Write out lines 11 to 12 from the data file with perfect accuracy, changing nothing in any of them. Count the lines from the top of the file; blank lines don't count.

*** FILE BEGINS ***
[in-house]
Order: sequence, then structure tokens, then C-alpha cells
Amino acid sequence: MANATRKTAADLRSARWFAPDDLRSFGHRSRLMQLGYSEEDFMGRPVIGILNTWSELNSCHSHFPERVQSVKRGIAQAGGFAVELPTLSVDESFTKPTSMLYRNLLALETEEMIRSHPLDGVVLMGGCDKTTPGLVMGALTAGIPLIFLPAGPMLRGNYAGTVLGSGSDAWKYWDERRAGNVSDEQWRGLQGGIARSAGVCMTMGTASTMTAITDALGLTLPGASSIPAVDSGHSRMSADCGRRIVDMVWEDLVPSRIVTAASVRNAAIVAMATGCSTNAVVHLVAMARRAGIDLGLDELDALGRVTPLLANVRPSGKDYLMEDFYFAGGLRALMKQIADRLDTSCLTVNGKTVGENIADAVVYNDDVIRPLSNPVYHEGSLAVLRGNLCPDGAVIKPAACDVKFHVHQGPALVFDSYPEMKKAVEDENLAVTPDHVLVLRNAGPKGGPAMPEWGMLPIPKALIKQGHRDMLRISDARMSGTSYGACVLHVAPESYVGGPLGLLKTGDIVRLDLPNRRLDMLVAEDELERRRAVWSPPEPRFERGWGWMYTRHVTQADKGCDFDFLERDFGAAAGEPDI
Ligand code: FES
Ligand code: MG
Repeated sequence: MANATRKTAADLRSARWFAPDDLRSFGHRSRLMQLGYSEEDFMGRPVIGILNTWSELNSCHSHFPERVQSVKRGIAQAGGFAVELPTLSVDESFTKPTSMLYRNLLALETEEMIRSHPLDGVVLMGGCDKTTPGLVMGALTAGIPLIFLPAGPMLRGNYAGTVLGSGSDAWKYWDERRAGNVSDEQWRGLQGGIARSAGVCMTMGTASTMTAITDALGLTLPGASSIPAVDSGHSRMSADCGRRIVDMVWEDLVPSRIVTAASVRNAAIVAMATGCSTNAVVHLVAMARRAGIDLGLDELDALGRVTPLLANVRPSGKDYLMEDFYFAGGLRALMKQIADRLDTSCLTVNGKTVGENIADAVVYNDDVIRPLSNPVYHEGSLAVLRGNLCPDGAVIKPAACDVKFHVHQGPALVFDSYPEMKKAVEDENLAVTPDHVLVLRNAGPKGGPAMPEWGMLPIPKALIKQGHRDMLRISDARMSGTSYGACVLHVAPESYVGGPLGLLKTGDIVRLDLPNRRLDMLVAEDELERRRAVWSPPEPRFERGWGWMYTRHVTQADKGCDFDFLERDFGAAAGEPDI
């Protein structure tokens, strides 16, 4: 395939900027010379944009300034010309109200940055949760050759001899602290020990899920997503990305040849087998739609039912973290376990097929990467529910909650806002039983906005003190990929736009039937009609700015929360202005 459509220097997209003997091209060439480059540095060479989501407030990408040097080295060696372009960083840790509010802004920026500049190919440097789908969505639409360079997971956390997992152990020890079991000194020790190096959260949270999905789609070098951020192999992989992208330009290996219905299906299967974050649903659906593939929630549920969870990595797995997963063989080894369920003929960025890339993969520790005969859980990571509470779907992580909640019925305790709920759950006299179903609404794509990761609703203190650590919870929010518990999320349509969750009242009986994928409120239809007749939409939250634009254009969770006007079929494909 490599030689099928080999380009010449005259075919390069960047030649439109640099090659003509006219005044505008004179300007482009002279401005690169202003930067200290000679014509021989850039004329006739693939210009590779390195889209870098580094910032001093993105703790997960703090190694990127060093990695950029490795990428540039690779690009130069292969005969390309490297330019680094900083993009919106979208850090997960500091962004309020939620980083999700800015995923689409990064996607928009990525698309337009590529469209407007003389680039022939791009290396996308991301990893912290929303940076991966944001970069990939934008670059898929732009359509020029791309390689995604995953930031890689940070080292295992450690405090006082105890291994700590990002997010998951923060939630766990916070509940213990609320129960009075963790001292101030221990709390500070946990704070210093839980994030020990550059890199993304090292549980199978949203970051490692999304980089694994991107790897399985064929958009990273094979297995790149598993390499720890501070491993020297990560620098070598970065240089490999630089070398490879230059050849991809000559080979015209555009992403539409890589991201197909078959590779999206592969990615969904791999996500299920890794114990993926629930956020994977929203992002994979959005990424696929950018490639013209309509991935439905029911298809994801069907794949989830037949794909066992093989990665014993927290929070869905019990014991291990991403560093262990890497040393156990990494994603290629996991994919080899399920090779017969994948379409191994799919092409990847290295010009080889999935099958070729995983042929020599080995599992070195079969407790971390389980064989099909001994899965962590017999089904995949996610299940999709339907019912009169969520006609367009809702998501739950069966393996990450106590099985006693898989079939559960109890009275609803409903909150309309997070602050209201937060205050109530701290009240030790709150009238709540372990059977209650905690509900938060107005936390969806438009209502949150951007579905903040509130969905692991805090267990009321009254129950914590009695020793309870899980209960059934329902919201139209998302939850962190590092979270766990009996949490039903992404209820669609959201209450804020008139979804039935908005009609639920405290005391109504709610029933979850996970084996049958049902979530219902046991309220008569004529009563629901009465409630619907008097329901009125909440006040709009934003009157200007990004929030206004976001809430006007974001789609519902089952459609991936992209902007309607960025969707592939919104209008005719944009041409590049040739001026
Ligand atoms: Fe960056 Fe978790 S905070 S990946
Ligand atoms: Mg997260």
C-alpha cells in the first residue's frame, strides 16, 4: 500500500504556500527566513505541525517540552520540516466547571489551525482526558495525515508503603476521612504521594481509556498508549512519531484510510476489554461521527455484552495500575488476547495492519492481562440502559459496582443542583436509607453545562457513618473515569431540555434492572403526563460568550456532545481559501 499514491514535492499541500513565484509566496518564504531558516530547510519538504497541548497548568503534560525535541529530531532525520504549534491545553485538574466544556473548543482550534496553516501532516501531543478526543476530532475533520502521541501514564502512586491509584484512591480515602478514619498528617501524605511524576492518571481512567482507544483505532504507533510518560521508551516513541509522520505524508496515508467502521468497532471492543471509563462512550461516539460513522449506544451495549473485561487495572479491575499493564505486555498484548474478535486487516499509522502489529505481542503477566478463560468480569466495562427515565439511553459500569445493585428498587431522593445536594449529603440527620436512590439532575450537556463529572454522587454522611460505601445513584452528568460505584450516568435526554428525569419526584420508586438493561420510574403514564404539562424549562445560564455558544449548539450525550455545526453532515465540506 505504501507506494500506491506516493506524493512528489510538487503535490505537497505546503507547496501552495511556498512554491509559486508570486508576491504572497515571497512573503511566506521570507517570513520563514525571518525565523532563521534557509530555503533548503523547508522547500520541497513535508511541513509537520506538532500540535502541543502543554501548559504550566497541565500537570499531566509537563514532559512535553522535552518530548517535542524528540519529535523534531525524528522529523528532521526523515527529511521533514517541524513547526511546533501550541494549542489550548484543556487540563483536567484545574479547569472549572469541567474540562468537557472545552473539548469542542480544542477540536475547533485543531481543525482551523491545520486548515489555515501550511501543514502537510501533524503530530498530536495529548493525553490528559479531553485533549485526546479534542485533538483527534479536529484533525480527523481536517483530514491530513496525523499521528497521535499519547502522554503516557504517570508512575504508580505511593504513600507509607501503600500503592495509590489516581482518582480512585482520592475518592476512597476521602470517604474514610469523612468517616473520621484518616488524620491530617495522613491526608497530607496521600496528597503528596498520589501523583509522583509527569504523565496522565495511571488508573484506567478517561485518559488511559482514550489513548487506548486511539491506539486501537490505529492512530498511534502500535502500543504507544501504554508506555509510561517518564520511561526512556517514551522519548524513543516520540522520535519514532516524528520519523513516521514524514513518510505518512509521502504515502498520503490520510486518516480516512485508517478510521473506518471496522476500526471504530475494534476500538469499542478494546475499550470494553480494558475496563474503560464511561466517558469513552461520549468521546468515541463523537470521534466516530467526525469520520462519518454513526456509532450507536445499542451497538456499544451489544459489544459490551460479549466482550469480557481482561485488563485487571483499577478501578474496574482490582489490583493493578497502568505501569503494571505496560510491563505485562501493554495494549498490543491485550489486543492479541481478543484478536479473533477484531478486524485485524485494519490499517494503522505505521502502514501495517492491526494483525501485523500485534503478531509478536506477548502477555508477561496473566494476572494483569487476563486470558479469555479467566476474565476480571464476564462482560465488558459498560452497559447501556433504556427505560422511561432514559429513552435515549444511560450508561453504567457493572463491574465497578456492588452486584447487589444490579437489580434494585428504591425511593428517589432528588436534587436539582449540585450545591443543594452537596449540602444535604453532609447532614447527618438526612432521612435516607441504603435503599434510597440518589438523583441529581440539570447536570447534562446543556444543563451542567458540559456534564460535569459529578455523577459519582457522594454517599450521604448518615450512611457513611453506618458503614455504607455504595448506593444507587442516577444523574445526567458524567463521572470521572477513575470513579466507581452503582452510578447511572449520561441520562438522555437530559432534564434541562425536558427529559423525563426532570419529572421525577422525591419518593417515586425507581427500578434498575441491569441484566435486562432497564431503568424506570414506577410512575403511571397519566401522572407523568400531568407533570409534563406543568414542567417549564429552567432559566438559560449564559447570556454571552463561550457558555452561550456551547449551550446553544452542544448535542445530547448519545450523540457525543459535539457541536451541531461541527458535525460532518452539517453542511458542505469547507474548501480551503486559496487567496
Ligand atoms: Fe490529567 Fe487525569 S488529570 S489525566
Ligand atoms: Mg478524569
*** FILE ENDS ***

Ligand atoms: Fe490529567 Fe487525569 S488529570 S489525566
Ligand atoms: Mg478524569